Defence University for India: An Appraisal of the Proposition by Maj Gen Mrinal Suman

May 14, 2010 at 12:25 pm 1 comment

Following write-up is taken from http://www.indiandefencereview.com:

Establishment of a defence university in India was first suggested in an article that appeared in College of Defence Management Journal in 1978. The article evoked considerable interest and was often debated in academic circles of the services. However, there was little progress on ground and the matter lay dormant till resurrected in the wake of the Kargil War. The Task Force constituted in May 2000 to review the Management of Defence observed that there was no synergy between academic research and the requirements of the Government. It felt that advisors to the Government in security matters needed a great deal more information and analysis, as defence policy formulation was a constantly evolving exercise owing to the ever changing nature and increased complexities of security threats and challenges.

The Task Force, therefore, suggested that a National Defence University (NDU) be established to carry out research and impart education. It wanted some of the existing institutions to be affiliated to NDU. It also recommended establishment of a College of National Security Management, Information Resource Management and Maritime Security.

The Group of Ministers (GoM) studied the Task Force report and concluded that university research in India in the field of defence was not managed, funded, or structured effectively. It further observed – “Whereas academic research is carried out more or less in a policy vacuum, official agencies undertake their policy making tasks in the absence of the wealth of information available with the academic community. There is a need to ensure that the Government’s policy and decision making processes are informed by the findings of rigorous analyses and research.” Therefore, it recommended setting up of NDU, which could undertake long term defence and strategic studies, as “the development of country/region specialisation along with associated language skills and studies in strategic areas need to be ensured.”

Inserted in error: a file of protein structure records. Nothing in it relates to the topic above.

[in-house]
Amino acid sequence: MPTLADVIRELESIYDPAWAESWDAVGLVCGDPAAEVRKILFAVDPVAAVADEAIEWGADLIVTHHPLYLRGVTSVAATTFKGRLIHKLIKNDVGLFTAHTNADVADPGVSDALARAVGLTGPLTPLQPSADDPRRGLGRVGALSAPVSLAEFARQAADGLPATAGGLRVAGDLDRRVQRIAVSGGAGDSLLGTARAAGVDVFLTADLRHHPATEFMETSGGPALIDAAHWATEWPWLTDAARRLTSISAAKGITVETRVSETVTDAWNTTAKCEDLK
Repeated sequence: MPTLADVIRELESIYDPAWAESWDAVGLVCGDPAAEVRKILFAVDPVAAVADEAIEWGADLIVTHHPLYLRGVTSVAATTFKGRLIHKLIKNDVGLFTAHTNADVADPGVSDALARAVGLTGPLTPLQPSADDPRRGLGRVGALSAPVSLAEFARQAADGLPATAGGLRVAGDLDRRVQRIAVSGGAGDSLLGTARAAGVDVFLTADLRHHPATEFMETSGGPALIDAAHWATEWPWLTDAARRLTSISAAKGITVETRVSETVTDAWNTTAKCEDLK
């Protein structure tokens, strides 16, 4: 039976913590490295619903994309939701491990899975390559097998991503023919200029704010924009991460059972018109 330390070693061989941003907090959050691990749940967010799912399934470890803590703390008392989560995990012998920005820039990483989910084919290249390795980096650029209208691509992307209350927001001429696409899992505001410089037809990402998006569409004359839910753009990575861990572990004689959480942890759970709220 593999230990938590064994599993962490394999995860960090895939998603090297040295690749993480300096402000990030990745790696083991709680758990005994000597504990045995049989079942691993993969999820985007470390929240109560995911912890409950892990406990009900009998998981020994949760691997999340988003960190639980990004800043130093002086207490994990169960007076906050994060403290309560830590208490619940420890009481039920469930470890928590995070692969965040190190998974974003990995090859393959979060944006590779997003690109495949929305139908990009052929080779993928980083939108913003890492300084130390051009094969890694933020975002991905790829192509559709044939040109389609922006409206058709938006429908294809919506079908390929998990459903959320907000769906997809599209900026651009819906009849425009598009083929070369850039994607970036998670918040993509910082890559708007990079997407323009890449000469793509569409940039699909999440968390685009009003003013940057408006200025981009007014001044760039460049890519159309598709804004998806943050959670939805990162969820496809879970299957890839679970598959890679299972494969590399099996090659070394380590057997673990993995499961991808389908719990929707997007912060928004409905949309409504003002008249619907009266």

The Government accepted recommendations of GoM regarding the need to have NDU on 11 May 2001. A 13-member expert committee (Committee on NDU or CONDU) was constituted to examine the issue in its entirety. It visited the USA and China to learn about functioning of their defence universities and recommended adoption of the US model, albeit with modifications to suit Indian needs.

CONDU based its recommendations on the following two primary issues:-

  • Deficiencies in Existing Security Policy Making Mechanism. A primary requirement for the attainment of India’s national security aims and objectives is the existence of an effective and focused policy planning mechanism, which has to be long term, integrated and anticipatory in nature. The committee felt that national security policy architecture with formal processes and structure was needed to provide synergy between academic research in the field of security and the Government’s requirements for inputs for security policy formulation.